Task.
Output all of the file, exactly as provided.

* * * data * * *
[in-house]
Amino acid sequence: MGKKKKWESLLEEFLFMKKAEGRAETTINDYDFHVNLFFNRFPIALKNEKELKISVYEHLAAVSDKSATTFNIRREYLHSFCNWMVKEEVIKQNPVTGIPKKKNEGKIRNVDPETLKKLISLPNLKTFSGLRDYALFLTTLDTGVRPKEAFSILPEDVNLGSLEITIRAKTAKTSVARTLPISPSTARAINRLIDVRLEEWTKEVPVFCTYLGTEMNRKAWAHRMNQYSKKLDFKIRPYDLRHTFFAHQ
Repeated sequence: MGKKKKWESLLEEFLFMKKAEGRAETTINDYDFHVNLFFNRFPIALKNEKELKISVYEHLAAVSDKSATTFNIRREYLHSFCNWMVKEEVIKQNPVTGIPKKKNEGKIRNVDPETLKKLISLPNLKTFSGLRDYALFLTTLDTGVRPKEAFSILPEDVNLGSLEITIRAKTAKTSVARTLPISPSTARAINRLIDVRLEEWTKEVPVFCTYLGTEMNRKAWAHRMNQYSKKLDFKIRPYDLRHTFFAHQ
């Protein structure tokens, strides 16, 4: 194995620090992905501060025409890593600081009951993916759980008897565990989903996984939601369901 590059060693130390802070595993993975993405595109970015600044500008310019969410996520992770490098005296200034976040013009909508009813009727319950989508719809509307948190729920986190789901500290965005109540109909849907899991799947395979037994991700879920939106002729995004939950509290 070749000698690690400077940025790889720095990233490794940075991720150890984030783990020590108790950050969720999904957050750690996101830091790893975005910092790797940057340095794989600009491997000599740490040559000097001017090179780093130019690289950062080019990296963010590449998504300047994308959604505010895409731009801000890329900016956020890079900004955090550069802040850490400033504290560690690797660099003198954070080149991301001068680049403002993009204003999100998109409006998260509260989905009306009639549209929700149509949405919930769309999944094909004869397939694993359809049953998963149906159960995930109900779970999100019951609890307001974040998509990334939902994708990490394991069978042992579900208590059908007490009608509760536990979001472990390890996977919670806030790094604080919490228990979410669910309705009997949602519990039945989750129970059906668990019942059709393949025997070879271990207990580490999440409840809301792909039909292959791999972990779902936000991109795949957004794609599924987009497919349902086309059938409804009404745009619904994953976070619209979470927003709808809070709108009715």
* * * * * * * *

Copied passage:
[in-house]
Amino acid sequence: MGKKKKWESLLEEFLFMKKAEGRAETTINDYDFHVNLFFNRFPIALKNEKELKISVYEHLAAVSDKSATTFNIRREYLHSFCNWMVKEEVIKQNPVTGIPKKKNEGKIRNVDPETLKKLISLPNLKTFSGLRDYALFLTTLDTGVRPKEAFSILPEDVNLGSLEITIRAKTAKTSVARTLPISPSTARAINRLIDVRLEEWTKEVPVFCTYLGTEMNRKAWAHRMNQYSKKLDFKIRPYDLRHTFFAHQ
Repeated sequence: MGKKKKWESLLEEFLFMKKAEGRAETTINDYDFHVNLFFNRFPIALKNEKELKISVYEHLAAVSDKSATTFNIRREYLHSFCNWMVKEEVIKQNPVTGIPKKKNEGKIRNVDPETLKKLISLPNLKTFSGLRDYALFLTTLDTGVRPKEAFSILPEDVNLGSLEITIRAKTAKTSVARTLPISPSTARAINRLIDVRLEEWTKEVPVFCTYLGTEMNRKAWAHRMNQYSKKLDFKIRPYDLRHTFFAHQ
């Protein structure tokens, strides 16, 4: 194995620090992905501060025409890593600081009951993916759980008897565990989903996984939601369901 590059060693130390802070595993993975993405595109970015600044500008310019969410996520992770490098005296200034976040013009909508009813009727319950989508719809509307948190729920986190789901500290965005109540109909849907899991799947395979037994991700879920939106002729995004939950509290 070749000698690690400077940025790889720095990233490794940075991720150890984030783990020590108790950050969720999904957050750690996101830091790893975005910092790797940057340095794989600009491997000599740490040559000097001017090179780093130019690289950062080019990296963010590449998504300047994308959604505010895409731009801000890329900016956020890079900004955090550069802040850490400033504290560690690797660099003198954070080149991301001068680049403002993009204003999100998109409006998260509260989905009306009639549209929700149509949405919930769309999944094909004869397939694993359809049953998963149906159960995930109900779970999100019951609890307001974040998509990334939902994708990490394991069978042992579900208590059908007490009608509760536990979001472990390890996977919670806030790094604080919490228990979410669910309705009997949602519990039945989750129970059906668990019942059709393949025997070879271990207990580490999440409840809301792909039909292959791999972990779902936000991109795949957004794609599924987009497919349902086309059938409804009404745009619904994953976070619209979470927003709808809070709108009715």